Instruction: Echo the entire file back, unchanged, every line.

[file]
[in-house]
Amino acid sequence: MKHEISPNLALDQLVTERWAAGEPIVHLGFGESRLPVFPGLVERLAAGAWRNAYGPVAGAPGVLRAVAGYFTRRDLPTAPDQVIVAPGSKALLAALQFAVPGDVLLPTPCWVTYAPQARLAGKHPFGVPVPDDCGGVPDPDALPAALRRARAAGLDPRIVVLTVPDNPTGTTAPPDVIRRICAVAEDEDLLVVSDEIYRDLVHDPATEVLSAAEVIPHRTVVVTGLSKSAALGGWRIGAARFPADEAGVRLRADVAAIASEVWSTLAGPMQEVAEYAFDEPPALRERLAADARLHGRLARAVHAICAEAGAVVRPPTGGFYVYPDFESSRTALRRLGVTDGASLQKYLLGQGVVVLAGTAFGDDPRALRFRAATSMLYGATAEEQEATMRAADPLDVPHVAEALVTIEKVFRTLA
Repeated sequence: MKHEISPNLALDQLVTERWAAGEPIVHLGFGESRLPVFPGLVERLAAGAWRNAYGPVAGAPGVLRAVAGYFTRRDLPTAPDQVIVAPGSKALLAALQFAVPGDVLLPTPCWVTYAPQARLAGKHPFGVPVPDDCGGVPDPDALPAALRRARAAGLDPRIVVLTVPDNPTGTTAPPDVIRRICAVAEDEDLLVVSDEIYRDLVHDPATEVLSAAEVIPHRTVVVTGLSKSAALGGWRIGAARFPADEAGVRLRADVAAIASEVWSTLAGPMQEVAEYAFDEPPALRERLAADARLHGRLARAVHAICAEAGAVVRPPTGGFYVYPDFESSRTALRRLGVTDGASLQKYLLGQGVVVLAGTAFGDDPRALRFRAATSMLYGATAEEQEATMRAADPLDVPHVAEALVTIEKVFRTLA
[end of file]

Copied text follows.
[in-house]
Amino acid sequence: MKHEISPNLALDQLVTERWAAGEPIVHLGFGESRLPVFPGLVERLAAGAWRNAYGPVAGAPGVLRAVAGYFTRRDLPTAPDQVIVAPGSKALLAALQFAVPGDVLLPTPCWVTYAPQARLAGKHPFGVPVPDDCGGVPDPDALPAALRRARAAGLDPRIVVLTVPDNPTGTTAPPDVIRRICAVAEDEDLLVVSDEIYRDLVHDPATEVLSAAEVIPHRTVVVTGLSKSAALGGWRIGAARFPADEAGVRLRADVAAIASEVWSTLAGPMQEVAEYAFDEPPALRERLAADARLHGRLARAVHAICAEAGAVVRPPTGGFYVYPDFESSRTALRRLGVTDGASLQKYLLGQGVVVLAGTAFGDDPRALRFRAATSMLYGATAEEQEATMRAADPLDVPHVAEALVTIEKVFRTLA
Repeated sequence: MKHEISPNLALDQLVTERWAAGEPIVHLGFGESRLPVFPGLVERLAAGAWRNAYGPVAGAPGVLRAVAGYFTRRDLPTAPDQVIVAPGSKALLAALQFAVPGDVLLPTPCWVTYAPQARLAGKHPFGVPVPDDCGGVPDPDALPAALRRARAAGLDPRIVVLTVPDNPTGTTAPPDVIRRICAVAEDEDLLVVSDEIYRDLVHDPATEVLSAAEVIPHRTVVVTGLSKSAALGGWRIGAARFPADEAGVRLRADVAAIASEVWSTLAGPMQEVAEYAFDEPPALRERLAADARLHGRLARAVHAICAEAGAVVRPPTGGFYVYPDFESSRTALRRLGVTDGASLQKYLLGQGVVVLAGTAFGDDPRALRFRAATSMLYGATAEEQEATMRAADPLDVPHVAEALVTIEKVFRTLA